Lefko: Belfort’s success tied to controversy

Vitor Belfort knocked out Luke Rockhold via a spinning heel kick in the main event of UFC on FX Saturday night in Brazil. (AP/Andre Penner)

So what are we to make of Vitor Belfort? That he’s to be lauded for reinventing himself by changing the way he looks, trains, acts around his competitors and adding new moves to his arsenal, making him an even more complete mixed martial artist? Or that he’s to be censured for using testosterone replacement therapy that has made him the subject of negative criticism from people inside and outside the industry who are against drugs in sports?

The polarities are products of his success in his last two fights, both of them stunning victories and concurrent with using TRT.

With his breathtaking knockout over Luke Rockhold via a spinning heel kick in the main event of UFC on FX Saturday night in Brazil, Belfort shows no signs of stopping, similar to fellow countryman Wanderlei Silva.

Silva’s fight against Brian Stann on UFC on Fuel TV 8 in March is the early pick (in this corner anyway) as the best bout so far in the UFC this year, but Belfort’s decisive win over Rockhold isn’t that far behind. While Silva manhandled Stann with sheer punching power, Belfort accomplished his victory with a spinning heel kick, the second one in the bout, which to that point had been the first time he had ever done it in his MMA career that began in 1996.

It was, in some ways, reminiscent of the dramatic front face kick that Anderson Silva landed against Belfort in their main event fight at UFC 126 in February 2011. Silva dropped Belfort and then finished him off with a barrage of punches that resulted in a knockout. After Rockhold fell to the ground, Belfort let loose with a variety of left and rights shots that eventually resulted in a knockout.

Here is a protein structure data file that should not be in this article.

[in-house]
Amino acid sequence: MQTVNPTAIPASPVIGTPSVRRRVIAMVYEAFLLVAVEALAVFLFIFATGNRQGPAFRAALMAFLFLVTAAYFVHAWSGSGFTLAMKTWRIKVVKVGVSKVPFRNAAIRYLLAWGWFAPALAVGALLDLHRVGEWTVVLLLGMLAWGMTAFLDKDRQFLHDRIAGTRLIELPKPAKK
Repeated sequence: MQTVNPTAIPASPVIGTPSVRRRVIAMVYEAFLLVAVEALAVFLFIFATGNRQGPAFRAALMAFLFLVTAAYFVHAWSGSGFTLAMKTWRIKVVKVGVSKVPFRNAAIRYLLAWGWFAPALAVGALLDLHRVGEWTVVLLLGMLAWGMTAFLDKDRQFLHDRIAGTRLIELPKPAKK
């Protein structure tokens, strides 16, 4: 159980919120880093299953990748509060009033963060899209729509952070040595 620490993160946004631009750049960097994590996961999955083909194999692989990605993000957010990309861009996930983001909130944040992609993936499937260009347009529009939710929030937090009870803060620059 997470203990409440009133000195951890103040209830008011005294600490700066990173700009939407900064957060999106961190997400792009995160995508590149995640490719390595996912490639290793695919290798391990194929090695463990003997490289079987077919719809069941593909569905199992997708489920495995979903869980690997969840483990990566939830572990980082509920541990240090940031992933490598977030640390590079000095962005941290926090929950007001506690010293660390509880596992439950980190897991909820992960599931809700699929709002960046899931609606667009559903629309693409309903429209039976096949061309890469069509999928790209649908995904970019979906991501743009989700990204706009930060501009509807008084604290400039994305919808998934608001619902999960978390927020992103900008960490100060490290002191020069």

Rockhold brazenly (or perhaps naively) suggested before the fight he had studied Belfort’s career and knew what to expect and wouldn’t make the same mistakes as Michael Bisping, who faced the Brazilian back in January and was stopped in the first round by a leg kick to the head and punches.

“Nothing’s going to change this much in the game from him,” Rockhold said. “I know exactly what he’s going to do, when he’s going to do it.”

He couldn’t have been more incorrect in his thinking. He never anticipated the second heel kick even after Belfort connected with it earlier in the round.

“He continues to evolve and become better as a mixed martial artist late in his career,” Rockhold said.

Rockhold, 28, is new to the UFC following a career in the now-defunct Strikeforce in which he was a middleweight champion. He’ll have time to rebound from the loss. Belfort turned 36 in April; the clock on his career should be moving closer to the end than further away from it. The same is true for Silva, who turns 37 in July. It’s like the two of them refuse to wilt despite the wear and tear on their bodies. Just ask Bisping, who has suffered losses to both fighters and was forced to eat the verbal crow he dished out in hearty amounts before the bouts.

Following his first win over Bisping, it was revealed Belfort had used TRT. It has become somewhat of a sticky subject in the UFC, which is taking a hardline stance against its competitors who test positive for marijuana but are accepting of TRT if the athletes receive approval from the regulatory commissions overseeing the fights. Belfort has fought the last two times in Brazil, which has approved his use of TRT.